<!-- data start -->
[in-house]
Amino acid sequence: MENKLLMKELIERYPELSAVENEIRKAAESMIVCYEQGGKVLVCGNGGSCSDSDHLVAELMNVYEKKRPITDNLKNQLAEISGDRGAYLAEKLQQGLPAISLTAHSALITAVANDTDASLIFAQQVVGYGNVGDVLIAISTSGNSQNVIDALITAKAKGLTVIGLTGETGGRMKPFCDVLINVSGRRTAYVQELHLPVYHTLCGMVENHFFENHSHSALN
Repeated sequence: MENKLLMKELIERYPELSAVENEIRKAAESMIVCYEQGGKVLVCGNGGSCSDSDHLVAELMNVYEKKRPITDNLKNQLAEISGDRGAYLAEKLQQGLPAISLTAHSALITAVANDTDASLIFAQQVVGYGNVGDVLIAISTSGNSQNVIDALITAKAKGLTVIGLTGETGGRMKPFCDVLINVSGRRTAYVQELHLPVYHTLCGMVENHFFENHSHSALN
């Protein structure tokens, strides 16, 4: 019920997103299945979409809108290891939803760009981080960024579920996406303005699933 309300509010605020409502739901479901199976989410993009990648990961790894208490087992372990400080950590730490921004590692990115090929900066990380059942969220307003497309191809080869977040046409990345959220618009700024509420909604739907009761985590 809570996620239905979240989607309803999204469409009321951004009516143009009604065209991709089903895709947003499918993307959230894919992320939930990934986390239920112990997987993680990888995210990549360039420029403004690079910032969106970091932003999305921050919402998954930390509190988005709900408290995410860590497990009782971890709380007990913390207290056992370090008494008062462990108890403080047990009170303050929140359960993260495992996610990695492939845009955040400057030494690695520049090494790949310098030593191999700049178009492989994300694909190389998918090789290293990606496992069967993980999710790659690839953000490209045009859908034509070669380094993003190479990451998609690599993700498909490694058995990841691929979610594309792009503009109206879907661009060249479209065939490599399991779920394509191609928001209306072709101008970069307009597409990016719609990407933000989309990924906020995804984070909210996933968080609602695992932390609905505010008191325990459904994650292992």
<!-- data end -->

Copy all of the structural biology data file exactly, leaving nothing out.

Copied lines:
[in-house]
Amino acid sequence: MENKLLMKELIERYPELSAVENEIRKAAESMIVCYEQGGKVLVCGNGGSCSDSDHLVAELMNVYEKKRPITDNLKNQLAEISGDRGAYLAEKLQQGLPAISLTAHSALITAVANDTDASLIFAQQVVGYGNVGDVLIAISTSGNSQNVIDALITAKAKGLTVIGLTGETGGRMKPFCDVLINVSGRRTAYVQELHLPVYHTLCGMVENHFFENHSHSALN
Repeated sequence: MENKLLMKELIERYPELSAVENEIRKAAESMIVCYEQGGKVLVCGNGGSCSDSDHLVAELMNVYEKKRPITDNLKNQLAEISGDRGAYLAEKLQQGLPAISLTAHSALITAVANDTDASLIFAQQVVGYGNVGDVLIAISTSGNSQNVIDALITAKAKGLTVIGLTGETGGRMKPFCDVLINVSGRRTAYVQELHLPVYHTLCGMVENHFFENHSHSALN
């Protein structure tokens, strides 16, 4: 019920997103299945979409809108290891939803760009981080960024579920996406303005699933 309300509010605020409502739901479901199976989410993009990648990961790894208490087992372990400080950590730490921004590692990115090929900066990380059942969220307003497309191809080869977040046409990345959220618009700024509420909604739907009761985590 809570996620239905979240989607309803999204469409009321951004009516143009009604065209991709089903895709947003499918993307959230894919992320939930990934986390239920112990997987993680990888995210990549360039420029403004690079910032969106970091932003999305921050919402998954930390509190988005709900408290995410860590497990009782971890709380007990913390207290056992370090008494008062462990108890403080047990009170303050929140359960993260495992996610990695492939845009955040400057030494690695520049090494790949310098030593191999700049178009492989994300694909190389998918090789290293990606496992069967993980999710790659690839953000490209045009859908034509070669380094993003190479990451998609690599993700498909490694058995990841691929979610594309792009503009109206879907661009060249479209065939490599399991779920394509191609928001209306072709101008970069307009597409990016719609990407933000989309990924906020995804984070909210996933968080609602695992932390609905505010008191325990459904994650292992």